Monday, April 12, 1999

Dear Sweet SJL

"I heard a nice little story the other day," Morrie says. He closes his eyes for a moment and I wait. "Okay. The story is about a little wave, bobbing along in the ocean, having a grand old time. He's enjoying the wind and the fresh air- until he notices the other waves in front of him, crashing against the shore. 'My God, this is terrible,' the wave says. 'Look what's going to happen to me!' Then along comes another wave. It sees the first wave, looking grim, and it says to him, 'Why do you look so sad?' The first wave says, 'You don't understand! We're all going to crash! All of us waves are going to be nothing! Isn't it terrible?' The second wave says, 'No, you don't understand. You're not a wave, you're part of the ocean.'"

-Morrie Schwartz to Mitch Albom

The other day I was waiting for a Senate hearing to begin. A recently hired researcher and I were chatting and getting to know one and other. Toward the end of our conversation she said to me, "You must read a lot." I wasn't exactly sure what she was basing that observation upon since surely nothing from my part of the conversation would have indicated anything resembling a smidgen of literary intelligence. Over the last ten years or so I've probably read on average only three or four books a year. It's not that I'm terribly proud of that anti-accomplishment, but it's something I've worked hard at. Whenever I read a good novel or non-fiction book I have the same reaction- enjoyment tinged with burning jealousy- I always end up resenting that I wasn't the one to write it. It's been a lifelong goal of mine to write something that truly matters, that changes somebody's life somewhere just like some specific pieces of literature have done for me, so when I read a great piece of writing it serves as an uncomfortable reminder of the work I have yet to accomplish.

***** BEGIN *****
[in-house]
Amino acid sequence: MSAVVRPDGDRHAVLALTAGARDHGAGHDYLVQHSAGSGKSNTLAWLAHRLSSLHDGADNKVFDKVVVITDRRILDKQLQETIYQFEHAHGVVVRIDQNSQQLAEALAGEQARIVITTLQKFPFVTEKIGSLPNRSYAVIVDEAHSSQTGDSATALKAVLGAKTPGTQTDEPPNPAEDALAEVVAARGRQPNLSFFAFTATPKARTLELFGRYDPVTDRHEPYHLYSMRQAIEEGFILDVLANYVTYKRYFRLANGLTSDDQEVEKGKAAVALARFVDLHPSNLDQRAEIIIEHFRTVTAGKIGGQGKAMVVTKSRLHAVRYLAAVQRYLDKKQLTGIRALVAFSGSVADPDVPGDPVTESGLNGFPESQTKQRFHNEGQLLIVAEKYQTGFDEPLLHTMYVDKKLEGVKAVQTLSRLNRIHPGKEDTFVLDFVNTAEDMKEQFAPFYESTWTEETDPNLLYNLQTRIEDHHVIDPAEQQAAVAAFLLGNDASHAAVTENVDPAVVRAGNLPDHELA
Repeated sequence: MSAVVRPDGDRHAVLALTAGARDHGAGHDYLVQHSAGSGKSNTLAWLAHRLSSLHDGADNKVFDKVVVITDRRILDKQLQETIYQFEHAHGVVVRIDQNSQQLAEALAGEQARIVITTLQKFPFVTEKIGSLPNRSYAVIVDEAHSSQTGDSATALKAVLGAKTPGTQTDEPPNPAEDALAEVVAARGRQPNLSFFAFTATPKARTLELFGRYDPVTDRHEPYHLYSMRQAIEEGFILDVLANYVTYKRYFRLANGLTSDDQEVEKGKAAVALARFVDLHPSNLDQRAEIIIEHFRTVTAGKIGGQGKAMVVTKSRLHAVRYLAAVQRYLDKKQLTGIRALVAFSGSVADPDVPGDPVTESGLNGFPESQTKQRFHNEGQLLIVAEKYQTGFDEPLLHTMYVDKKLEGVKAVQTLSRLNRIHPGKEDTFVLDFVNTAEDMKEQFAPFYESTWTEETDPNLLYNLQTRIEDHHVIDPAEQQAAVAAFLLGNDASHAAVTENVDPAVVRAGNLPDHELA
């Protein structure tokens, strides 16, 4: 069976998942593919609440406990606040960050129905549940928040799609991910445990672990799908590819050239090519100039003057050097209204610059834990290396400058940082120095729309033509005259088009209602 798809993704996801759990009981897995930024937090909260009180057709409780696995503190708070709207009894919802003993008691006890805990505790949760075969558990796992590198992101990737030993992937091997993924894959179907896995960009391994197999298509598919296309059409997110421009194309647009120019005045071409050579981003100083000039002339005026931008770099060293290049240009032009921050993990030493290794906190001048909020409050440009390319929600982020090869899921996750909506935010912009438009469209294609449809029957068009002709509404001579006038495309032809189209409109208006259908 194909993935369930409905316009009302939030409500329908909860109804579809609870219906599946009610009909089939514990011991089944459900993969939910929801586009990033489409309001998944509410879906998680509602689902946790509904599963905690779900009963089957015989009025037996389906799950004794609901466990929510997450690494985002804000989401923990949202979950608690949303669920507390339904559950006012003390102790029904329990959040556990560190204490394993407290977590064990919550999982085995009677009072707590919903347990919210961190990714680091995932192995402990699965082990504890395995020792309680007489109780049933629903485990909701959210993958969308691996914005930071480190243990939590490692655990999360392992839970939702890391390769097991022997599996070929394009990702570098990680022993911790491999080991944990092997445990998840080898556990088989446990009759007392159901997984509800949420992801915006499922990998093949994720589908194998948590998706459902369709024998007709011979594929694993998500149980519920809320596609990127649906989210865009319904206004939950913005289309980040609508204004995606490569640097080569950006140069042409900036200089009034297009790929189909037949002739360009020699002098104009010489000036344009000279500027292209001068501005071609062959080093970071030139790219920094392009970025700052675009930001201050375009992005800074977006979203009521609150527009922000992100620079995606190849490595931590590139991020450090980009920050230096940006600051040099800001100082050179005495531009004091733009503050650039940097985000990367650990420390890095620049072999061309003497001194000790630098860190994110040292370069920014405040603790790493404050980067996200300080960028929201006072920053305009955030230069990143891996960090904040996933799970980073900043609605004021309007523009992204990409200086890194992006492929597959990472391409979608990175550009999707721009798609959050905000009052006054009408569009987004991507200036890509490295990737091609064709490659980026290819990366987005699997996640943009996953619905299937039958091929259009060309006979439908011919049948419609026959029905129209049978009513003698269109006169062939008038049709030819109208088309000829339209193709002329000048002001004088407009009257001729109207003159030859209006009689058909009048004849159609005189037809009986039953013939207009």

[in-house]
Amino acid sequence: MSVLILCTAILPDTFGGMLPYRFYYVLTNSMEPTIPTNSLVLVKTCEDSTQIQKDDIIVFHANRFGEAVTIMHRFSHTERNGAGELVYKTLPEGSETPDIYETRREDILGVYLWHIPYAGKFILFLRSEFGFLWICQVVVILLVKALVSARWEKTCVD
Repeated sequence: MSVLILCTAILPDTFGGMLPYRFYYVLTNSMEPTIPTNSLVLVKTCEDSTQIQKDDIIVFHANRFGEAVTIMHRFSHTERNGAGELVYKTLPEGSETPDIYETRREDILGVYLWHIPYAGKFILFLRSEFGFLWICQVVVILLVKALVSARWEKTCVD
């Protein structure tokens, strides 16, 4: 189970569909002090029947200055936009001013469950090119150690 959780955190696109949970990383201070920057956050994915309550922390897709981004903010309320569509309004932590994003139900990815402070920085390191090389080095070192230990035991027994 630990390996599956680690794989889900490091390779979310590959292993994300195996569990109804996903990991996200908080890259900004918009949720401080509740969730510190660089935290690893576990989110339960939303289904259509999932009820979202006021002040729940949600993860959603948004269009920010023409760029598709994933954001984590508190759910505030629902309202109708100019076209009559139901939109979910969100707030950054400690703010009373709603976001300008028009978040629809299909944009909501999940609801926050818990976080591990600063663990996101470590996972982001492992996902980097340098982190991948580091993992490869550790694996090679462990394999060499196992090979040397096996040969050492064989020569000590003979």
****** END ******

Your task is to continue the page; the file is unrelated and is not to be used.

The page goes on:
I read JD Salinger's short story, A Perfect Day for Bananafish, when I was in junior high. It was the first story I read that completely changed the focus of the way I thought and felt. It masterfully demonstrated to me how writing could change your perspective and how effectively a stirring story could convey the fragility of life. About ten years later I read F. Scott Fitzgerald's short story, Babylon Revisited, a story to this day that continues to inspire me. Fitzgerald was a master of glitz and perfectly described imagery, but this story is one of the finest examples I know of truly writing nakedly from one's heart. Babylon Revisited is a masterful piece that shows how a writer can clearly and masterfully convey and confront his demons at the very time those very demons are consuming him.

Now I've discovered a third equal but different story. Mitch Albom's 1997 Tuesdays with Morrie is a book I must sheepishly admit I picked up because I read an interview with Sandra Bullock in which she expressed her admiration for the book. I knew nothing about what it was about, but if it was good enough for my dear Sandy, it was good enough for me. (To add even more doubts about the book I later found it was one of Oprah's recommendations for her lil' reading club.) I was more than a little skeptical when I found the book located in Barnes and Noble's self help section. About the only meaningful thing I learned from my brush with the psychiatric profession is that there is more than enough psycho babble out there to fill an ocean. Generally I think it's fairly accurate to say if you have to read something to get self help you are betraying the notion of helping yourself. A good self help book seems like an oxymoron, and I am of the firm belief that a great piece of fiction can be more helpful and more insightful than any book written with self improvement as its principle goal.

But Tuesdays with Morrie works because Albom is somehow able to walk that fine line between telling the sad story of a man's battle with Amyotrophic Lateral Sclerosis (ALS- Lou Gerhig's Disease), and the true meaning of the story, one man's attempt to die the same way that he lived. The book's obvious sentimentality is tempered by the heart and character of its subject, Morrie Schwartz. Schwartz was a college professor and mentor of Albom and the two lost contact after Albom graduated and became a famous sportswriter. Albom learned Schwartz was dying simply by chance because Schwartz was featured one evening on Nightline. Soon the two men have reunited and are meeting every Tuesday for what turns out to be Schwartz's final class for Albom. There really isn't anything all that insightful in Schwartz's observations about dying. He preaches that family is more important than material accumulations, that what we give to the community ultimately is what we judge our own lives by and not professional achievements.